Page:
08122020 loca stadium lock2

Lock on gate to front of Memorial Stadium along Kirby in Champaign on Tuesday, August 11, 2020.

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CHAMPAIGN — The Big Ten released its 2020 football schedule almost one week ago last Wednesday.

With it came the caveat that the games wouldn’t necessarily be played as scheduled. Or maybe not at all.

Six days later, that’s exactly where the Big Ten found itself when it announced Tuesday afternoon it was postponing the coming football season. It wasn’t just a football-only decision either. All fall sports, which at Illinois also includes volleyball, soccer and cross-country, were postponed as well.

“My heart hurts for our student-athletes and coaches,” Illinois athletic director Josh Whitman said in a statement. “Over these last months, countless people, including our student-athletes, coaches, sports medicine professionals and so many other staff members have worked tirelessly to give our teams the best chance to compete this fall. Our people have done everything we have asked of them, which makes (Tuesday)’s decision so disappointing.”

Big Ten commissioner Kevin Warren said multiple times last week when the 2020 football schedule was announced the conference was in a fluid situation when it came to actually implementing it. That fluidity played into Tuesday’s decision. Six days’ worth of new information on the COVID-19 pandemic, Warren said, was enough to push the conference to postpone all fall sports.

Warren noted the spike in number of coronavirus cases and more than 160,000 deaths in the United States as contributing factors to the decision. So was the additional information the past couple days of the increase in potential heart-related side effects for people afflicted by the novel coronavirus. An ESPN report Monday said five Big Ten athletes are among a group that have contracted myocarditis — inflammation of the heart muscle — following a positive COVID-19 case.

“I made it very clear also that this was a day-to-day situation,” Warren said during a Tuesday afternoon appearance on BTN. “It was going to be very important on a day-to-day basis that we would listen and follow and understand and appreciate and embrace the advice from our medical experts. That’s what we’re doing here. This is a holistic decision. There is too much uncertainty now for us to feel comfortable for us to go forward and have fall sports in the Big Ten.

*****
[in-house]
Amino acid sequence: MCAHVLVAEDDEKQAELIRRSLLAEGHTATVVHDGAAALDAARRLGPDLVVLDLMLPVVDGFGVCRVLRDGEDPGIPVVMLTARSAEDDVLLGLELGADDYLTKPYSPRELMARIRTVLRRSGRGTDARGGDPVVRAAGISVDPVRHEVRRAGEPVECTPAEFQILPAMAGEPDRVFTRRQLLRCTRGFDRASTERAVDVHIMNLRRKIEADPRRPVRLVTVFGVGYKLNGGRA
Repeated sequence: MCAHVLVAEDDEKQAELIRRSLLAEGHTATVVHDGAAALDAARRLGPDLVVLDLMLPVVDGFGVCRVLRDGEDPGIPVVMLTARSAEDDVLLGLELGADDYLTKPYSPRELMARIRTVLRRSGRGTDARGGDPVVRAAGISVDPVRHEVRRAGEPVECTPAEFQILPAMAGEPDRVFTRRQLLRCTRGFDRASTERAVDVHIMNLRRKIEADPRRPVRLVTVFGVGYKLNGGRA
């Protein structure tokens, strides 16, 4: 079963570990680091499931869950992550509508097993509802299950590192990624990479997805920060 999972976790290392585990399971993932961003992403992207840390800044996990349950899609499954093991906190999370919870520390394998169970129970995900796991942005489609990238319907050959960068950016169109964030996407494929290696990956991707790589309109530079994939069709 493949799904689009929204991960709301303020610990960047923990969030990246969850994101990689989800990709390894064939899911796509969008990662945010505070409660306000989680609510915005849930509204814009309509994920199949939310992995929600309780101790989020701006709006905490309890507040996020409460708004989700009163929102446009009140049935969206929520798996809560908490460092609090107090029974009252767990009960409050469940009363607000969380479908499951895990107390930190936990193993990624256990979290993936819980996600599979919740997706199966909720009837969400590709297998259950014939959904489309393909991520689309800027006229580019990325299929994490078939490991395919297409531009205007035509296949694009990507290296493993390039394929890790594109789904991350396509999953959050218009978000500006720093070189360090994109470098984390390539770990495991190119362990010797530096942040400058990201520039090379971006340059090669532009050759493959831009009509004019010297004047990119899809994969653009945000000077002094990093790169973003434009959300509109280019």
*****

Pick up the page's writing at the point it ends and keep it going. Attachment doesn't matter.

“This is novel virus. It is spreading at alarming rates. … A lot of the questions we need to make sure we had answered now that we were getting closer to going to the next phase of practice and getting closer to actually have competition is that there are too many uncertainties to feel comfortable from a medical standpoint to move forward.”

Uncertainty reigns

Whitman praised Illinois’ efforts in its testing protocol and return-to-play procedures. The Illini athletes that returned to campus this summer were tested at least twice initially. That has since morphed into daily saliva testing for at least the Illini football team with training camp beginning last week. Whitman said Illinois’ next step would be to work with the Big Ten on future plans.

“The discussions that led to the decision to postpone fall sports were as frank and honest as they were difficult,” Illinois Chancellor Robert Jones said in a statement. “We recognize the intense disappointment this will bring to our student-athletes, coaches, athletic staff and fans. But as important as collegiate athletic competition is to the Big Ten university experience, the health and safety of our students, staff, faculty and campus community must be our priority.

“There are just too many unknowns with COVID-19 today, and the future continues to be just as unclear as it was months ago. We feel this decision offers the best way to maximize the safety of everyone involved. But that doesn’t make it any easier to hear for any of us who love sports.”

Other teams speak up